It takes the city more than a year to fix a sidewalk, audit finds

The city Parks Department works at such a snail’s pace repairing tree-damaged sidewalks that some homeowners have been left waiting more than a decade for them to be fixed, a new comptroller’s report shows.

Residents with sidewalk damage from tree roots first had to wait an average of 101 days just for agency foresters to inspect their property in fiscal year 2017, according to City Comptroller Scott Stringer’s office.

Getting the city to then actually fix the cracked, crumbling sidewalks was even worse in terms of wait time, the audit found.

A repair on Warwick Street near New Lots Avenue in East New York, Brooklyn, was completed in June 2017 — more than 11 years after the original complaint came in, records show.

Residents on the block say they’re not surprised at the shocking lag because they feel the city treats them like second-class citizens compared to those who live in more affluent neighborhoods.

“It really just reflects what they feel we deserved,” said Frankie Charles, 24. “Would they really rather fix East New York or would they rather send the funds to some other spot they see as better?’’

Stringer’s 25-page audit also found that Parks is so backlogged with work orders that one request to fix part of a pathway along Blair Avenue in the Throggs Neck section of The Bronx remained unanswered after nearly six years.

Queens resident Margaret Colace, 88, said the sidewalk across the street from her home on 78th Street at Pitkin Avenue in Ozone Park still isn’t fixed after years of complaints.

“I use a cane to avoid falling or tripping over the cracks and roots,” Colace said. Park workers “have two speeds: slow and stop.’’

Stringer’s office reviewed all 11,392 service requests that the Parks Department received in fiscal year 2017. The department got around to fixing 1,069 of them, records show.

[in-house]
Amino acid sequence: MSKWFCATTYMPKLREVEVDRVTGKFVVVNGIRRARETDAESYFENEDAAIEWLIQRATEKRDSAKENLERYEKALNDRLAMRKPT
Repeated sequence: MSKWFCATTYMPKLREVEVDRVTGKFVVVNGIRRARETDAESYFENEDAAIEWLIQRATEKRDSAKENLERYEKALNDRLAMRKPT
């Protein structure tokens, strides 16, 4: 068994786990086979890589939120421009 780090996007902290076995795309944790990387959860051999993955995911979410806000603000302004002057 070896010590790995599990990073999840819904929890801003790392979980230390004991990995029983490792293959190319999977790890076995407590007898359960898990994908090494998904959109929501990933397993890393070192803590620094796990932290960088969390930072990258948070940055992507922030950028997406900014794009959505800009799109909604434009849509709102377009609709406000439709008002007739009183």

The average lag time between inspections and repairs was well over a year — or 419 days. That means that the entire process, start to finish, lasted on average 520 days.

‘‘A lot of people leave [the city] because of things like this,’’ Stringer told The Post. “That delay could be the difference between an accident and a safe walk or passage for a stroller or a wheelchair. We can’t wait until the worst happens.”

There is no city law on the books specifically addressing who’s responsible for tree sidewalk damage, Stringer’s office said.

But the city could potentially be held liable for any injuries resulting from tree roots, since the sidewalks are public property and the maintenance of trees on city streets is the responsibility of the Parks Department, the comptroller’s office said.

In 2017 alone, the city settled six related claims for a total of $1.3 million.

Meghan Lalor, a Parks Department spokeswoman, said the audit findings “represent a fundamental misconception of the mission” of the agency’s Trees and Sidewalks program.

“Repairs are prioritized based on relative risk to public safety and impact on the tree — not the age of the service requests,” she said.

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